Blue Origin will be NASA’s second provider to deliver Artemis astronauts to the surface of the moon. SpaceX has also been contracted to develop a lunar landing system.
"Having two distinct lunar lander designs, with different approaches to how they meet NASA's mission needs, provides more robustness and ensures a regular cadence of moon landings," said Lisa Watson-Morgan, manager of the Human Landing System Program at NASA’s Marshall Space Flight Center in Huntsville, Alabama.
According to NASA, having a second provider to the Artemis program will also increase competition, reduce costs to taxpayers and further invest in the lunar economy. In doing so, it helps NASA use the moon as a stepping stone for future missions to Mars.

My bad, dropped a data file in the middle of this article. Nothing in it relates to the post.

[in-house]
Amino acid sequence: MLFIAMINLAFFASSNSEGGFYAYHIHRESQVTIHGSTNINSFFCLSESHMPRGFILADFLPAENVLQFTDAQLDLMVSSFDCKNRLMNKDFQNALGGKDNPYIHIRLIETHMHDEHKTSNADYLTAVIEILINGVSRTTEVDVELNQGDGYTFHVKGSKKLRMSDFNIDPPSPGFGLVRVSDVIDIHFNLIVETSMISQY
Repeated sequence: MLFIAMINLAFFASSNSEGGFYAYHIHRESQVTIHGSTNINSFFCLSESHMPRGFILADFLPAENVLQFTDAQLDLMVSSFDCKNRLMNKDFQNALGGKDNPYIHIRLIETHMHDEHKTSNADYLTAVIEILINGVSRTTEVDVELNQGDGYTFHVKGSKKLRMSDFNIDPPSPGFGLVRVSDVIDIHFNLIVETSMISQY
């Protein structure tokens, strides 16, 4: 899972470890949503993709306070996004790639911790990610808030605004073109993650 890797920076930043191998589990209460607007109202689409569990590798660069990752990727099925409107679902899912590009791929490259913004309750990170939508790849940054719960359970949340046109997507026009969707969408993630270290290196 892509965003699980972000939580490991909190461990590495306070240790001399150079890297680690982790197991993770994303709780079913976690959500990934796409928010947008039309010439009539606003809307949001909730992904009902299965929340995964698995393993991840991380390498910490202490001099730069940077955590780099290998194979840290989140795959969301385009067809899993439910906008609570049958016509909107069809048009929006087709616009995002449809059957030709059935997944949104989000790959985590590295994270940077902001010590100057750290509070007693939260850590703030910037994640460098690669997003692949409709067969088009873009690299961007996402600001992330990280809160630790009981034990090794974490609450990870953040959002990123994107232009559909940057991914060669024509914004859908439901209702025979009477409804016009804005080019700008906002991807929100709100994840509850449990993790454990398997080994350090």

Under a firm-fixed-price contract of $3.4 billion, Blue Origin will design, develop, test and verify its Blue Moon lander to meet NASA’s human landing system requirements for recurring astronaut expeditions to the moon’s surface, NASA said.
The contract also includes one uncrewed demonstration mission to the lunar surface before a crewed demonstration on the Artemis V mission in 2029.
For the Artemis V mission, NASA’s Space Launch System (SLS) rocket will launch four astronauts to lunar orbit aboard NASA's Orion spacecraft.
Once Orion docks with the space station Gateway, NASA said two astronauts will transfer to Blue Origin’s human landing system for about a weeklong trip to the moon’s South Pole region, where they will conduct science and exploration activities.